4. This sounds interesting. It reminds me a little of Freakonomics because of the connections between seemingly disparate things.

  5. Well, as a leftie or southpaw or whatever, sometimes things really are awkward. I remember in college trying to take notes on one of the flip-up righthand desk things in an auditorium-style classroom. Almost impossible for me. Had to take notes using my binder as a desk in my lap.

    My mom is lefthanded and she adopted 3 kids (me, my brother and my sister). So, my brother and I are both lefthanded. None of us were related by birth. Go figure.

  6. My father (b. 1935) was getting whipped at school for using his left hand. The teacher tied his arm to his body. My grandfather came down to the school and told her to knock it off; that he'd been born that way for a reason. Grandpa was a big guy and could be intimidating. My father remained a lefty. My son is also a lefty, so I'm quite interested in this trend.

  7. Lisa - It has connections to The Tipping Point, too - which I also found fascinating. I love this kind of sociological information.

    Kay - Yes, things that we righties take for granted (because they are designed for our convenience) would require creative adjustments for lefties.

    Bybee - Penn seems to think it is the result of 3 things: the fact that the kind of treatment your grandfather received is no longer the norm; that the numbers of twins born in the last 20-25 years have doubled (a higher percentage of lefties are twins); and that the children of moms over 40 are 128% more likely to have twins (and more women are putting off having children until they are older).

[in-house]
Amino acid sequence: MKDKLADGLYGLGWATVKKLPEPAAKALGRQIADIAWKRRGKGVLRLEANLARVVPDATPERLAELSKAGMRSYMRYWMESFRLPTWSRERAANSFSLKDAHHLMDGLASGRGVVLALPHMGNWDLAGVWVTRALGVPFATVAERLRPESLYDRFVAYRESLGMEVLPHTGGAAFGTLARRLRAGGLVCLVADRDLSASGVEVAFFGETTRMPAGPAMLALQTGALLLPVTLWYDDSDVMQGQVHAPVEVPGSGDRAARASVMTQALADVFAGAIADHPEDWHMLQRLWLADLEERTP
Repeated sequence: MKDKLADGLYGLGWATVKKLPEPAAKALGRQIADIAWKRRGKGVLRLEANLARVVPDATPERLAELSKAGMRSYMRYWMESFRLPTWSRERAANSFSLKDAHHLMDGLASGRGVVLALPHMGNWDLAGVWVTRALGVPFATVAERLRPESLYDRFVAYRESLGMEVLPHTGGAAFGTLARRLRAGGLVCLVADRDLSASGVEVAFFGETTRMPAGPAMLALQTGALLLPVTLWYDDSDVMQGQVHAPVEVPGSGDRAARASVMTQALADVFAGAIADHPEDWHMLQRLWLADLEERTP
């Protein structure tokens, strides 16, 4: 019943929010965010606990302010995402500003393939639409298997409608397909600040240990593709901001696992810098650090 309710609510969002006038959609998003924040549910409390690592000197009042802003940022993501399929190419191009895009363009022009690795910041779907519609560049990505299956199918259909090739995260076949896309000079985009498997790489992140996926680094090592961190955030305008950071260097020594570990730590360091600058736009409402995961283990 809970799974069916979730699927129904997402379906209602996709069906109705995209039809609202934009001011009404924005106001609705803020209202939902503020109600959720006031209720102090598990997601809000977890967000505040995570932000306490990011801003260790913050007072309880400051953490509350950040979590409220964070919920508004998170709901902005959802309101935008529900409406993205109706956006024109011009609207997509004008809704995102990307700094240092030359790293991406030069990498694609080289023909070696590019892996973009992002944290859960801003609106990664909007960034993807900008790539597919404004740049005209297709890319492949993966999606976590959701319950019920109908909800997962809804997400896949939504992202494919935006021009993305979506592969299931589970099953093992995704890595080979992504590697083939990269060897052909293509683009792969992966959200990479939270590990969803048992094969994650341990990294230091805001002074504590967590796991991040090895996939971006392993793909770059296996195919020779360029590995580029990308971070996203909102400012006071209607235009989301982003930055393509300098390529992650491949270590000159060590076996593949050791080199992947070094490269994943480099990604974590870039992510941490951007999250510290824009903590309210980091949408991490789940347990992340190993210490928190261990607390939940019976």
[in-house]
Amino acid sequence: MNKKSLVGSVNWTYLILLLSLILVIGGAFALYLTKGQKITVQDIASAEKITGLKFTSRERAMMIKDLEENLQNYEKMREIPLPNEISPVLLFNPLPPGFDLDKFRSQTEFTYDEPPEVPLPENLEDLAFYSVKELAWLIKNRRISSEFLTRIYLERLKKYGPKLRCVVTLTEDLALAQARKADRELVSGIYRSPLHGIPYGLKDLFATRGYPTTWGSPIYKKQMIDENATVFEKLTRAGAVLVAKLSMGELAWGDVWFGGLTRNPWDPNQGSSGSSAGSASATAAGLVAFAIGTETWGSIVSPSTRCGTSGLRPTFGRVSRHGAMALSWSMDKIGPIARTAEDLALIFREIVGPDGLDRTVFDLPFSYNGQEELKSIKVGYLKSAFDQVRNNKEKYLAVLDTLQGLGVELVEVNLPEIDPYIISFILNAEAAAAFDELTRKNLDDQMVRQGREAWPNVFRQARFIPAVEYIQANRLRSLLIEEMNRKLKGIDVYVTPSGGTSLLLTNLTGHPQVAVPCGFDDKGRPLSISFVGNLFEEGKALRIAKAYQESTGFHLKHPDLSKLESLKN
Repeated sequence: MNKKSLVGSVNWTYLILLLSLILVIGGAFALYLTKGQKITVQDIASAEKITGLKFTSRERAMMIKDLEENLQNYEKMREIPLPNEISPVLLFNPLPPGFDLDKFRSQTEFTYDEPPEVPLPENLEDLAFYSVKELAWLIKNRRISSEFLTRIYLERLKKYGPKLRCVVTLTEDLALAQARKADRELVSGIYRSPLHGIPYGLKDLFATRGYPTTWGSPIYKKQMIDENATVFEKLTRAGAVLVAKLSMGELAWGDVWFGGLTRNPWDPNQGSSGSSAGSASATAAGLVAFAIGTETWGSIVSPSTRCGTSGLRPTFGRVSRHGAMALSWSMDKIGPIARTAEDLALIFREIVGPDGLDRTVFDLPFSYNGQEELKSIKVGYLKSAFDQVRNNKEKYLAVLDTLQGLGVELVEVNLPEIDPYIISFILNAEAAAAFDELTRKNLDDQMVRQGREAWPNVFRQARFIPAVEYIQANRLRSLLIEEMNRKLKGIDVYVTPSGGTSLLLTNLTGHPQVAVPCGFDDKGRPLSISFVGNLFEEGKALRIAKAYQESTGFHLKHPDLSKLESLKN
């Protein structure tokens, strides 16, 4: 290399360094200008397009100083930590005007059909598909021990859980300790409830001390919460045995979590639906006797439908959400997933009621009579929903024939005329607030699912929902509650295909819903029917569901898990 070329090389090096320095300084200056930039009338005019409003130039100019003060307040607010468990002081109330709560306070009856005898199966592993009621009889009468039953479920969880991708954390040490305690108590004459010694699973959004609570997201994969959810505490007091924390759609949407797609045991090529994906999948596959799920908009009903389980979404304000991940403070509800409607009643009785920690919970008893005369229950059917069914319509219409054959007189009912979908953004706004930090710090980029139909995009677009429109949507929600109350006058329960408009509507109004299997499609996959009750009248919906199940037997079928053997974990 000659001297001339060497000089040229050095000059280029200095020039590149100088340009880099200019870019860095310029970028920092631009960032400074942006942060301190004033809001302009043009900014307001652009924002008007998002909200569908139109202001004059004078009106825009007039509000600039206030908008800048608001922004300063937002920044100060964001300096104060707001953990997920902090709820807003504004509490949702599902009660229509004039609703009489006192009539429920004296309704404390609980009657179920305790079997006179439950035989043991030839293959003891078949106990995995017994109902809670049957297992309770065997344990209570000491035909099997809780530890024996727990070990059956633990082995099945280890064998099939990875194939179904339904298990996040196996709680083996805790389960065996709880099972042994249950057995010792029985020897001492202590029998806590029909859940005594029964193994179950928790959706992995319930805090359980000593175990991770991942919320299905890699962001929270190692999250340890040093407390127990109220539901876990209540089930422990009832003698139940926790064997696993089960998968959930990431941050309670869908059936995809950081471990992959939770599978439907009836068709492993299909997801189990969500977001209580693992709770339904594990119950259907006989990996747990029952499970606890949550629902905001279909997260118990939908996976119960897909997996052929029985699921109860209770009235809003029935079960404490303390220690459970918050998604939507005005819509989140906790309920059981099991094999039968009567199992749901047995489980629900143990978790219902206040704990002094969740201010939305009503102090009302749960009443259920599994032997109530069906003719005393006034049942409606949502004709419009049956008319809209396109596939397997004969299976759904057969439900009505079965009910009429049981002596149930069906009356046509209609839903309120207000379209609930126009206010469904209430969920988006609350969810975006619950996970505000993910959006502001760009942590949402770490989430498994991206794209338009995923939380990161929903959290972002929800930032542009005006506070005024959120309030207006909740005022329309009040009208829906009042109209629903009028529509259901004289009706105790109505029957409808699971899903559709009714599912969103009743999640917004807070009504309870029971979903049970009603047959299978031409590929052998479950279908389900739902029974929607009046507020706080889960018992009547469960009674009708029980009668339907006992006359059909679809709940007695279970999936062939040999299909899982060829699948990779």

8. Fascinating book. And so upsetting about the sleep. Geez, people don't have time to sleep. What a world! I've read, and I know it in myself, that women may need 9-10 hours a night. I'm at my best when I get that much. It makes me wonder if people are able to appreciate fully their non-sleeping hours when they haven't had enough rest. I know that everything starts earlier than when I was a girl. People up at 5 to get their days going. It's like we have to re-learn the lessons of taking life easy, enjoying each day, all those words that have been around forever. Oh, and I love the one about twins more likely after 40. Makes a lot of sense to me. Have them at once, and not have to give birth again. :<)

  9. What an interesting book and post! Thanks, too, for mentioning the Shakespeare project my husband and I are enjoying. I love the word and concept of "collaboration."

  10. I certainly don't get near enough sleep at night--5.5 to 6 hours. I hate going to bed even when I am exhausted. I am always trying to squeeze more from the day. When I do actually get more sleep I feel much more energized. I really need to work on this area of my life.

  11. Nan - In my case, it isn't that I don't have time to sleep, but that I have trouble falling asleep, and always have. My husband is asleep when his head hits the pillow, which makes me so envious! I need less sleep than I did when I was younger, though.

    Robin -- It is a great book. I love that you and your husband can enjoy literary pursuits together, Robin, and the "Shakespeare Project" is so well thought out!

    Carl - That is about my average as well. I'm also always trying to squeeze more out of the day--I've always got something more that I want to do!